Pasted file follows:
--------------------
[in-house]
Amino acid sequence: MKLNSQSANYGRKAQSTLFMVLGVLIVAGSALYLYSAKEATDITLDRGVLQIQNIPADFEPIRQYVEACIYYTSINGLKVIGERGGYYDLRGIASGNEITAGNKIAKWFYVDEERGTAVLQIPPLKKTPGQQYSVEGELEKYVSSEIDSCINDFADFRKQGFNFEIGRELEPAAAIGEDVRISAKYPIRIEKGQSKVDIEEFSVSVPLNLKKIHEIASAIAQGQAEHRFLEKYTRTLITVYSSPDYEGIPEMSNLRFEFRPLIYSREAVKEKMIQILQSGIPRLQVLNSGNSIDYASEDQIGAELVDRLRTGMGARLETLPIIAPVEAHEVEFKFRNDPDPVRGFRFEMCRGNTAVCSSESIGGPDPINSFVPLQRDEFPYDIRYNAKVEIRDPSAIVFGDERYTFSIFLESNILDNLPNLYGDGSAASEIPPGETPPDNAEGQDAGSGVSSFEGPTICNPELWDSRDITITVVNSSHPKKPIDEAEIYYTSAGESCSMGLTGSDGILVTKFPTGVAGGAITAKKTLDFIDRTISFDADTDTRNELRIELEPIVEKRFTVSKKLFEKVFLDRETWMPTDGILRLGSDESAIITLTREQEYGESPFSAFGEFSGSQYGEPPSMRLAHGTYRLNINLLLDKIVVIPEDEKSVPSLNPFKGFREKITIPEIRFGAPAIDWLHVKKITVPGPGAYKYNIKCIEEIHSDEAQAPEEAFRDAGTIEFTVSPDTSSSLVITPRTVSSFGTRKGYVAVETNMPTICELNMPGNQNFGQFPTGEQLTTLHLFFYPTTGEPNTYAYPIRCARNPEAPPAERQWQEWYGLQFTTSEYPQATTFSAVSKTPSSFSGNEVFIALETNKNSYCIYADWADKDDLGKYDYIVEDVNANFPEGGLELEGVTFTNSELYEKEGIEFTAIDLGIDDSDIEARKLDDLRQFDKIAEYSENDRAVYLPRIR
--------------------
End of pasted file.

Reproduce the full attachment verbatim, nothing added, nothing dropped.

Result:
[in-house]
Amino acid sequence: MKLNSQSANYGRKAQSTLFMVLGVLIVAGSALYLYSAKEATDITLDRGVLQIQNIPADFEPIRQYVEACIYYTSINGLKVIGERGGYYDLRGIASGNEITAGNKIAKWFYVDEERGTAVLQIPPLKKTPGQQYSVEGELEKYVSSEIDSCINDFADFRKQGFNFEIGRELEPAAAIGEDVRISAKYPIRIEKGQSKVDIEEFSVSVPLNLKKIHEIASAIAQGQAEHRFLEKYTRTLITVYSSPDYEGIPEMSNLRFEFRPLIYSREAVKEKMIQILQSGIPRLQVLNSGNSIDYASEDQIGAELVDRLRTGMGARLETLPIIAPVEAHEVEFKFRNDPDPVRGFRFEMCRGNTAVCSSESIGGPDPINSFVPLQRDEFPYDIRYNAKVEIRDPSAIVFGDERYTFSIFLESNILDNLPNLYGDGSAASEIPPGETPPDNAEGQDAGSGVSSFEGPTICNPELWDSRDITITVVNSSHPKKPIDEAEIYYTSAGESCSMGLTGSDGILVTKFPTGVAGGAITAKKTLDFIDRTISFDADTDTRNELRIELEPIVEKRFTVSKKLFEKVFLDRETWMPTDGILRLGSDESAIITLTREQEYGESPFSAFGEFSGSQYGEPPSMRLAHGTYRLNINLLLDKIVVIPEDEKSVPSLNPFKGFREKITIPEIRFGAPAIDWLHVKKITVPGPGAYKYNIKCIEEIHSDEAQAPEEAFRDAGTIEFTVSPDTSSSLVITPRTVSSFGTRKGYVAVETNMPTICELNMPGNQNFGQFPTGEQLTTLHLFFYPTTGEPNTYAYPIRCARNPEAPPAERQWQEWYGLQFTTSEYPQATTFSAVSKTPSSFSGNEVFIALETNKNSYCIYADWADKDDLGKYDYIVEDVNANFPEGGLELEGVTFTNSELYEKEGIEFTAIDLGIDDSDIEARKLDDLRQFDKIAEYSENDRAVYLPRIR